Emma thinks it is unacceptable that students can get to the end of their schooling having never felt ‘known’ by their teachers. Unfortunately, when Emma began this program the percentage of students that loved school decreased from 95% in Kindie to 37% in Year 10, 26% of students believed what they are learning is irrelevant and 15% of students didn’t care about school. Emma thinks that students don’t see that learning is a skill that can be developed and will help them learn across subjects and in life, and she believes in a school where teachers work across faculties to help students develop robust metacognitive skills to reduce anxiety and promote transferrable thinking processes.
The key to Emma’s initiative was developing a Teaching FOR Metacognition program to run in a dedicated timetable slot to support authentic differentiation, improve motivation and increase confidence.
Emma involved a couple of innovative teachers who started informally incorporating metacognition into their teaching. After doing a lot of research Emma presented her findings and ideas to one faculty and started a focus group. They have weekly lunches to discuss new ideas and review their progress. Trials of the Teaching FOR Metacognition program are beginning in Term 4 across a range of age levels.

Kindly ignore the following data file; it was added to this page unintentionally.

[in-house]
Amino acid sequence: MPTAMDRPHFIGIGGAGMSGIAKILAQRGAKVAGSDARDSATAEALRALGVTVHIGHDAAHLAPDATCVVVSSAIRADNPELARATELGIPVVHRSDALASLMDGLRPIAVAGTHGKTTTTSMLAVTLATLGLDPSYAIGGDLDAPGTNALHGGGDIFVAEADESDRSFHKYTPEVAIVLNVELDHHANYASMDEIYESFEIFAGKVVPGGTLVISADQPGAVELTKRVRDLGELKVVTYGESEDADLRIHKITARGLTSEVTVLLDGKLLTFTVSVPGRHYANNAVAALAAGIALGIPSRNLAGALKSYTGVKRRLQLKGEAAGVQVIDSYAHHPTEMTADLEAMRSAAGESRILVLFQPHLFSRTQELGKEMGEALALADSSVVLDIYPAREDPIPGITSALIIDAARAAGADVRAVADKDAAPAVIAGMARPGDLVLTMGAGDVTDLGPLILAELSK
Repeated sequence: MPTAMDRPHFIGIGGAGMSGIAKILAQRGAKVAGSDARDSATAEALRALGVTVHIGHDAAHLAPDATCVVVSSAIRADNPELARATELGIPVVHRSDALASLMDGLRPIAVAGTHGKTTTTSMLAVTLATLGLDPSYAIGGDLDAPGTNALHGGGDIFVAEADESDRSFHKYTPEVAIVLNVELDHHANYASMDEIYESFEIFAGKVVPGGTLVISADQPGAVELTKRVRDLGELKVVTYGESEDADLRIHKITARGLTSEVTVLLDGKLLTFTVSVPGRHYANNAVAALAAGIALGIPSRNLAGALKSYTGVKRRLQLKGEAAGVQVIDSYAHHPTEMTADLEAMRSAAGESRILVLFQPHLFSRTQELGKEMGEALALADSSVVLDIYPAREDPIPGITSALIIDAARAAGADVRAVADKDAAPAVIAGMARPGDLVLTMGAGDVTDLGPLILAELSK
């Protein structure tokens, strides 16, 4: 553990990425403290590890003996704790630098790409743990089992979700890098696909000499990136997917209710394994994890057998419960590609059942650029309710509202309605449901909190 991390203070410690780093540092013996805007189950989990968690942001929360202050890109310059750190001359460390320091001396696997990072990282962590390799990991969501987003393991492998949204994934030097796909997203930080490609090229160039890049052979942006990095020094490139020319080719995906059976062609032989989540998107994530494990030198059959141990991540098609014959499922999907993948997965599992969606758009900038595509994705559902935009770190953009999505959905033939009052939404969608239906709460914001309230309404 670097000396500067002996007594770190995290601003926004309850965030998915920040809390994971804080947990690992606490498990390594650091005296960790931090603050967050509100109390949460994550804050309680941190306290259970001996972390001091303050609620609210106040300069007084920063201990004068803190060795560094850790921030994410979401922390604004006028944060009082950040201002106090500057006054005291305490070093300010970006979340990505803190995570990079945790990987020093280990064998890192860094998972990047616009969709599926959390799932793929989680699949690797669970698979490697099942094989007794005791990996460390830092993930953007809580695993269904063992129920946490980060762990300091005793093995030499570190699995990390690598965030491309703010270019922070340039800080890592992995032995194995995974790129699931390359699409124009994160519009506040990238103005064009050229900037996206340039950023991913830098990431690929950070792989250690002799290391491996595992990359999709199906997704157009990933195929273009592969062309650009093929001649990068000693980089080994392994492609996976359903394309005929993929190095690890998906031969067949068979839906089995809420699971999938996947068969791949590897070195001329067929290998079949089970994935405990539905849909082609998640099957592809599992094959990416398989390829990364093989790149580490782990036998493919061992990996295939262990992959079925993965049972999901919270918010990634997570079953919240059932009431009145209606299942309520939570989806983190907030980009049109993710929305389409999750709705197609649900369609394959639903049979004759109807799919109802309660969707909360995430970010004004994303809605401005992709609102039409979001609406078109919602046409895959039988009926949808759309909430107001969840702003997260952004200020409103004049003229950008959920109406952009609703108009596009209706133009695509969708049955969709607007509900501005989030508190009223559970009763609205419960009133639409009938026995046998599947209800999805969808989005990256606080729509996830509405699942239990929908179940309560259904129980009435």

Emma anticipates that this initiative will impact at least 250 students, and is excited to share more numbers once she has them. She is thrilled with the amount of “positivity and enthusiasm the development team has shown!”
Like the idea?
Emma would love your support for Metacog, or for you to start a similar program in your school, and she’d love to hear about any ideas you have or lend a hand where she can. Shoot an email to firstname.lastname@example.org if you want to get in touch with Emma and we can connect you. Feel free to cheer her on in the comments below as well.
#WhatChangeLooksLike #ECStories #EduChange
Developed in collaboration with our epic partner, 21c skills lab.